Deltagare: Prof. Rolf Heckemann, Prof. Bo Håkansson, Prof. Fredrik Kahl, Docent Justin Schneiderman
Under kaffepausen finns möjlighet att ställa frågor till forskarna
14.15-15.00 Snabbare strokediagnos, ny cancerbehandling och framtidens reservdelar
Tiden från det att man drabbas av stroke till dess man får behandling är oerhört viktig för utgången. Just nu pågår forskning kring att ställa diagnos av stroke redan i ambulansen. Även vid cancer är en tidig diagnos betydelsefull. I detta block får vi höra hur mikrovågsteknik eventuellt kan ersätta mammografi för diagnos av bröstcancer. För den som redan drabbats av cancer kan värmebehandling av tumörer snart vara en ny möjlighet. Vi kommer också att få höra om framtidens reservdelar till våra kroppar, det vill säga implantat. Vad är 3D-printing och hur kan tekniken användas i framtiden?
Deltagare: Dr. Hana Dobsicek Trefna, Docent Andreas Fhager, Dr Joakim Håkansson, Docent Anders Palmquist
Värden Henrik Mindedal och moderator Kristina Svensson sammanfattar och avrundar dagen
Plats: Hjärtats aula, Vita stråket 12, Sahlgrenska universitetssjukhuset
Tid: Torsdag den 16 juni 2016, kl. 12.00-15.15
“We are very proud to work together with specialists from Sahlgrenska University Hospital and AstraZeneca to pursue new treatments for patients suffering from CKD. This collaboration is a great example of mutual exchange, and the way the BioVentureHub is facilitating interactions and innovation to strengthen the life science ecosystem in Sweden”, says Johannes Hulthe, CEO Antaros Medical.
Elisabeth Björk, Site Lead & VP, Global Medicines Development Unit, Cardiovascular and Metabolic Disease, AstraZeneca, says: “10% of the population worldwide is affected by chronic kidney disease, and millions die each year because they do not have access to affordable treatment. This imaging study will help us to improve clinical trials in this area. It is the fruit of a great scientific collaboration and a growing mass of research in Västra Götaland around kidney disease.”
Both the Nephrology and Radiology departments here at SU are deeply involved in the trial. The researchers involved at the Nephrology department are Seema Baid-Agrawal, who is also the principle investigator of this study, together with Gert Jensen, Kianoush Makvandi and Aso Saeed. Researchers involved at the Radiology department are Stephan Maier, Mikael Hellström, Henrik Leonhardt and Tim Unnerstall.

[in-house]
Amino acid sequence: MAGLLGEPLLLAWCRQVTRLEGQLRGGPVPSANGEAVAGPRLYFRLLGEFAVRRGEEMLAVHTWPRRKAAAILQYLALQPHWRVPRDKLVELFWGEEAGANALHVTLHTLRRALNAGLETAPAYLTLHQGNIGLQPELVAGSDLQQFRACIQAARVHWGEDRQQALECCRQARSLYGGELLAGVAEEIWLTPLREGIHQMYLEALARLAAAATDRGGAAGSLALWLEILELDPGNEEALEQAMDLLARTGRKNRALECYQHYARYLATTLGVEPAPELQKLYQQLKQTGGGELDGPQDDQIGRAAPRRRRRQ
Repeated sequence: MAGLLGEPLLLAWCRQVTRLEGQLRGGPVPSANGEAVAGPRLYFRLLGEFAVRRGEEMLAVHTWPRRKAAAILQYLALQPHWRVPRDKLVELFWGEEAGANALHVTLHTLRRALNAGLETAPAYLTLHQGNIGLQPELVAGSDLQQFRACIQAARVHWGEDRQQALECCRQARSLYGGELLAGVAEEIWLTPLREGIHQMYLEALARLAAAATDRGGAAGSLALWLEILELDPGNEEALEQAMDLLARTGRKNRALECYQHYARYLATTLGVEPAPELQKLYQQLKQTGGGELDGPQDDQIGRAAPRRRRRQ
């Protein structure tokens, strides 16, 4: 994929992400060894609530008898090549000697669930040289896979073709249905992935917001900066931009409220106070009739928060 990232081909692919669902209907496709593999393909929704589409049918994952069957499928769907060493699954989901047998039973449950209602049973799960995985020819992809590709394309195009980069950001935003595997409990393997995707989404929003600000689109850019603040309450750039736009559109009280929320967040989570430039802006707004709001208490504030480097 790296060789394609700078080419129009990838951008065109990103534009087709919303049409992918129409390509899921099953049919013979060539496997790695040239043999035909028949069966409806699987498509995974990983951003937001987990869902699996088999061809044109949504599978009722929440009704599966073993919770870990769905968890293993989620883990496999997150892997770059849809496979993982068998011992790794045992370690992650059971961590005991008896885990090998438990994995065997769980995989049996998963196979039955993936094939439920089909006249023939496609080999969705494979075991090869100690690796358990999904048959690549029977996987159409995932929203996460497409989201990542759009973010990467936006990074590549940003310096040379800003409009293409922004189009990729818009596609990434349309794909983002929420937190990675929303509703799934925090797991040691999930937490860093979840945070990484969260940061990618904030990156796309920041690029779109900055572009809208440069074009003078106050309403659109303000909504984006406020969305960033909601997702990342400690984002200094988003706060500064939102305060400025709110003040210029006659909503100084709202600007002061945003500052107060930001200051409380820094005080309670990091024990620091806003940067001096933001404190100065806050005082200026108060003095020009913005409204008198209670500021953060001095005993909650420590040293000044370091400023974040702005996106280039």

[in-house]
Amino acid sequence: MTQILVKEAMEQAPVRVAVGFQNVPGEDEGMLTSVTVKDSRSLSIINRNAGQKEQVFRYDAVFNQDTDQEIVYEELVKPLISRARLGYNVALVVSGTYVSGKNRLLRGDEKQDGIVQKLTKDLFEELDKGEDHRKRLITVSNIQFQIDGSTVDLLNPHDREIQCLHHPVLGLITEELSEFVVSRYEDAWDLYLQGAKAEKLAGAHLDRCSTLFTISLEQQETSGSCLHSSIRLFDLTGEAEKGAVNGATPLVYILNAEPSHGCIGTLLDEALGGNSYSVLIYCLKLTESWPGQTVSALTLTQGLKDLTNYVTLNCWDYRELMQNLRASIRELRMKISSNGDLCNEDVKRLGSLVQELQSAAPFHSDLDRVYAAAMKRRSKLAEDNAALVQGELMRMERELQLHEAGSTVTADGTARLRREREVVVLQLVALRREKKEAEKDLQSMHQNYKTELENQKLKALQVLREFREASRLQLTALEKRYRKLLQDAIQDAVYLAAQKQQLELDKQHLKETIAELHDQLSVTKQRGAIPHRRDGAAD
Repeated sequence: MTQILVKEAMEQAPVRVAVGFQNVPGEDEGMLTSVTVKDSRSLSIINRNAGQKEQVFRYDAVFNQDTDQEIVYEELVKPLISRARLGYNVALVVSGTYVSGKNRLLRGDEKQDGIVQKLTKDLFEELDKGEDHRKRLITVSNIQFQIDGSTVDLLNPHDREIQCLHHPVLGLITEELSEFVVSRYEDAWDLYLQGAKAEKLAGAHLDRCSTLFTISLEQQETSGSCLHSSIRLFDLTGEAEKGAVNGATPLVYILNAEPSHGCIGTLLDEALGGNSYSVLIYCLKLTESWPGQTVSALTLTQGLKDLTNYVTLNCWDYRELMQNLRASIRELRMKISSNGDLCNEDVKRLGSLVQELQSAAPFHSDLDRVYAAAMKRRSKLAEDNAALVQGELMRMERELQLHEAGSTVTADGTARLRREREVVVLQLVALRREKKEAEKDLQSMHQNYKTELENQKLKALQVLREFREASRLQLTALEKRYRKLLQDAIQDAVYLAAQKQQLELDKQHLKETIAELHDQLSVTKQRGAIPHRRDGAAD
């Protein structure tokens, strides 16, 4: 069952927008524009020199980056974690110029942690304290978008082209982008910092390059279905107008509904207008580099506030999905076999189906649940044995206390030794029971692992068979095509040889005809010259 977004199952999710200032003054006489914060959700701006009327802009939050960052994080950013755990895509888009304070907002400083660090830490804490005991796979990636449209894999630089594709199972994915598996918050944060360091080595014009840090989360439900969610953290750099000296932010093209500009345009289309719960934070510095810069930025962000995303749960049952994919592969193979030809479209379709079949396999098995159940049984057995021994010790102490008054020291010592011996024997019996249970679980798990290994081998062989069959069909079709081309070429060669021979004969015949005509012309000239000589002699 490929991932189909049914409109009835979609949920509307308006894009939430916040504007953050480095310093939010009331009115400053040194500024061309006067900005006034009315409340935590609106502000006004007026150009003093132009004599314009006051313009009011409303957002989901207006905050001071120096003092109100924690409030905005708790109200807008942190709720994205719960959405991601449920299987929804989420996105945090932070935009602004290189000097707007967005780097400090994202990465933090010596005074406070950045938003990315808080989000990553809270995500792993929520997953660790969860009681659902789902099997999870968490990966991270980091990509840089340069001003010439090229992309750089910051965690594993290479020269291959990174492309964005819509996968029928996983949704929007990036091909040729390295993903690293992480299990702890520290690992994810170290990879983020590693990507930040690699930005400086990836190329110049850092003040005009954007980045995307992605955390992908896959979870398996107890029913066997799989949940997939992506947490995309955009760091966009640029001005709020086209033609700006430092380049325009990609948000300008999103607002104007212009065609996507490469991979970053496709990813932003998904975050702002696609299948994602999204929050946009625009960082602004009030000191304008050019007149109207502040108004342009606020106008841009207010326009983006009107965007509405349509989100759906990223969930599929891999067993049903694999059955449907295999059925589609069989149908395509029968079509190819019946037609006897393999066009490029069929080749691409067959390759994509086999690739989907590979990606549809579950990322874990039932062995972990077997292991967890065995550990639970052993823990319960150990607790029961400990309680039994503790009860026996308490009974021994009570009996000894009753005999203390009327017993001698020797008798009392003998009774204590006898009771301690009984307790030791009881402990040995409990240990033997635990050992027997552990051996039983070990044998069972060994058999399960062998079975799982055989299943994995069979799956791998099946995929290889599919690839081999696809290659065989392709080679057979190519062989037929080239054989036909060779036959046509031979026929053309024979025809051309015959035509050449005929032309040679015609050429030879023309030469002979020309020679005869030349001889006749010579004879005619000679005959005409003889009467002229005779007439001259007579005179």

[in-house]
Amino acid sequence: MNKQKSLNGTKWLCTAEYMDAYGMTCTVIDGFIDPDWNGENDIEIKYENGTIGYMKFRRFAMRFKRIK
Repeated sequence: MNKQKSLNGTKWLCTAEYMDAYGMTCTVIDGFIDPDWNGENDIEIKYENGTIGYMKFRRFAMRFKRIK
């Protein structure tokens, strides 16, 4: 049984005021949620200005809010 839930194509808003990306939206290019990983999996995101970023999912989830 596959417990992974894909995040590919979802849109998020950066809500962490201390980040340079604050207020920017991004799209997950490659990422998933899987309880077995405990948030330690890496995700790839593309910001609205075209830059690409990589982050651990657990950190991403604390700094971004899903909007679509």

“We are excited about this academia-industry collaboration within the field of CKD. The study will help identify novel non-invasive and sensitive biomarkers to assess kidney function and monitor the progression of the disease in patients with CKD, which would be of a high clinical relevance. Sahlgrenska University Hospital with its great infrastructure and competence provides an ideal set up for this kind of study”, says Seema Baid-Agrawal, MD, FASN, Assoc. Prof. at Nephrology department, SU.
A study by the MedTech West researcher Malin Åberg-Björnsdotter published on 20 April in the scientific journal JAMA Psychiatry shows that a new method for measuring brain activity can distinguish autism in boys. The results may lead to new methods for e.g. evaluating effect of treatments.
Malin Björnsdotter, researcher at MedTech West, the Sahlgrenska Academy and Linköping University, has in collaboration with researchers at Yale University and The George Washington University in the US developed a new method for identifying and tracking functions of the brain that are affected in autism spectrum disorders (ASD). The method provides a quantitative measure of activity in a certain brain circuit linked to social interaction- something that people with ASD have difficulty with.
– Now that we can measure how well this social perception circuits work in individuals, we will have a concrete tool to monitor neurobiological development processes. The study focuses on the use of biomarkers. The method will be of particular importance for patients who are difficult to diagnose and treat, where the biomarker in the long term can be applied to determine whether a treatment is effective, says Malin Björnsdotter and continues:
– Behavioral symptoms of ASD are so complex and varied that it is difficult to determine whether a new treatment is working, especially within a realistic time frame. Biomarkers can provide specific and objective measures that are easier to assess.
Image: Malin Björnsdotter
114 children with and without ASD diagnosis participated in the study. While the children’s brain activity was recorded with MRI, they got to watch movies where characters made of light points were moving in different ways. The results showed that activity in the social perception brain circuits with high accuracy do reveal ASD in both young and older boys. The results also showed that the method wasn´t successful for girls with ASD.
– ASD is almost five times more common in boys than in girls and we don´t know why, says Malin Björnsdotter. The results indicate differences in how ASD is expressed in the brain, but to understand the underlying mechanisms, we will now look closer on girls with ASD.
The study also shows that applied neuroimaging may be an option in a future patient-centered psychiatric care. Malin Björnsdotter emphasizes that physicians today don´t have access to the specialized and expensive imaging equipment that was used in the research, but the ambition is to eventually develop cheaper and simpler methods that they can use.
The research team will now continue to make further studies on an even larger group of people with ASD and other neuropsychiatric disorders.
Read the full article, Quantified Social Perception Circuit Activity as a Neurobiological Marker of Autism Spectrum Disorder>>